The production process not only produced a successful play, but it was itself fun, educational, and a bonding process for a group of students that will be soon divided as students move on to the more “adult” world of Indian high school—in which students simply have to study for exams and hope to be slotted into an advantageous place for their future according to their scores. The type of creative work we did on this process will never be repeated, and certainly not by this group, which more or less grew up together, ever again. I think my departure was a totem for the impending separation pains.
The show was also a success on its own terms—and I realize now what a tremendous accomplishment it is for a group of people to join together to create a play. The previous day, we finally finished the light hang and focus, and did some very basic cuing. That afternoon, our makeup artist finally showed and I spent the better part of the pre-show process directing makeup with our costume designers. As a result I overlooked the fact that we didn’t have a boombox set up for our “love song radio mix” that would be part of the atmospherics of the small-town environment we created on the campus.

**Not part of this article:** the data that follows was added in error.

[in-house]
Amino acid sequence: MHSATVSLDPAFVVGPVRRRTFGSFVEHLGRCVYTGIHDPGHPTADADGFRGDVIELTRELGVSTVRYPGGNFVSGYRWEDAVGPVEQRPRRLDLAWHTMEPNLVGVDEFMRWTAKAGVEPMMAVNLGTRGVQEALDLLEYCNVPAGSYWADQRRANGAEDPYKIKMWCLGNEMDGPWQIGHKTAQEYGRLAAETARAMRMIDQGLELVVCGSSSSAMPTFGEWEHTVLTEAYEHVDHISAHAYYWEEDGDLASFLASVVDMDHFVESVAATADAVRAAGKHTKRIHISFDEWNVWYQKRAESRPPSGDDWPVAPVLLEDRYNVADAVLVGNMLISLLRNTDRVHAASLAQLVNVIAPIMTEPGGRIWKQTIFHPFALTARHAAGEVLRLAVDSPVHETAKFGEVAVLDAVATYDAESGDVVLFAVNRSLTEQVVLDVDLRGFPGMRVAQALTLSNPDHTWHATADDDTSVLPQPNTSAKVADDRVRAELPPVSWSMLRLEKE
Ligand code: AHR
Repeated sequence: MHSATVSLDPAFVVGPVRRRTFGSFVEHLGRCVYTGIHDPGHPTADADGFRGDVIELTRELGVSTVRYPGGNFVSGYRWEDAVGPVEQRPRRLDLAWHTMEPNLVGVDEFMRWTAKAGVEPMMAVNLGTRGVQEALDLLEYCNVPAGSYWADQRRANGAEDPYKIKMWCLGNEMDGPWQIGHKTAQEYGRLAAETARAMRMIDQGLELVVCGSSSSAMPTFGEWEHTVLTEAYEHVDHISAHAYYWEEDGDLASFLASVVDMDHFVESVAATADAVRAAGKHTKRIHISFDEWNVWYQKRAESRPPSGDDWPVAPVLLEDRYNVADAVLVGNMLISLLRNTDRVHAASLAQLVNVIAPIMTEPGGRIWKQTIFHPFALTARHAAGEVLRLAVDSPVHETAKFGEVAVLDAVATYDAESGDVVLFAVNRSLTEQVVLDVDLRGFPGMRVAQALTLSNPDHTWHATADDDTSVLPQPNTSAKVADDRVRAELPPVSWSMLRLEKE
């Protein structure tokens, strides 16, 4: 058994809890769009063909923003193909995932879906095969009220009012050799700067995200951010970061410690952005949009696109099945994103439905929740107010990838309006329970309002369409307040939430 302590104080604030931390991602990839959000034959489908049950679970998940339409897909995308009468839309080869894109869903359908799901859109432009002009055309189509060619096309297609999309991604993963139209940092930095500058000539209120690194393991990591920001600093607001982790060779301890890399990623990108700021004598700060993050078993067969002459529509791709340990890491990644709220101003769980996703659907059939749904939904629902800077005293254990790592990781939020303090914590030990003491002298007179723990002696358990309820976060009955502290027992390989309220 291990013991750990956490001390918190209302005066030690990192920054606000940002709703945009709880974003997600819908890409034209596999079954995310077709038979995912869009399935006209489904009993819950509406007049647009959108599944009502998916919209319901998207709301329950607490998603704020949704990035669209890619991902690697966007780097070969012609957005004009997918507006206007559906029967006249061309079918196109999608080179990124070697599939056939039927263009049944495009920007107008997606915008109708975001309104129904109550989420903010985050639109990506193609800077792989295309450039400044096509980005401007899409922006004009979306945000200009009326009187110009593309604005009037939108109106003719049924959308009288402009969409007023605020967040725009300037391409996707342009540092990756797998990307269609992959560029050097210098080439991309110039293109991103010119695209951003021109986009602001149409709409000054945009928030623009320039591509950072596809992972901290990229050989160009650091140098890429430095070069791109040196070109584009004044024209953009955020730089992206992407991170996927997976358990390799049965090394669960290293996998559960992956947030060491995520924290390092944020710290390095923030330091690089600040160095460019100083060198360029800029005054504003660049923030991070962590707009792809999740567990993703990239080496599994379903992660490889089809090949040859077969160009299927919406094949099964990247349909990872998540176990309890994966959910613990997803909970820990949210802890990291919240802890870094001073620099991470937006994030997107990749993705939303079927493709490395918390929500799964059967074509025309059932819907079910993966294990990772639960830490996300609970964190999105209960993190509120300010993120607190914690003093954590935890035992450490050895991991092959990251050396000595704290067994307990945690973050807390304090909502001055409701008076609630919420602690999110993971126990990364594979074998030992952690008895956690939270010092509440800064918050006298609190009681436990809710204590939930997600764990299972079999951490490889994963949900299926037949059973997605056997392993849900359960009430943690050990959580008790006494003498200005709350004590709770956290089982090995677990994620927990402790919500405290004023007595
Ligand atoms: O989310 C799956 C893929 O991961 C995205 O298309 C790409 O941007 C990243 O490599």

However, that atmosphere conveyed quite nicely, I think. The play was announced for 3pm. Knowing that the audience would almost certainly not show up in its entirety by that time, I arranged to have the students living their village lives—peeling potatoes, playing with a pet hen, reading the newspaper, playing cricket, peeling peas, cleaning rice, reading, sleeping, etc., as the audience found their way through the space of the campus. I left it to the audience to find, for themselves, the compartment in which the “marriage proposal” portion of the piece would be staged, where they could seat themselves when they pleased. I also left it to them to discover the rooms in the house where Akhil was reading at his desk and where the didis in the family were peeling peas. I was worried that they audience wouldn’t discover these parts of the atmosphere—but nearly audience member found their way into the back room where the women were—and filed past Akhil’s door, and, without prompting, found seats in the area where the proposal took place.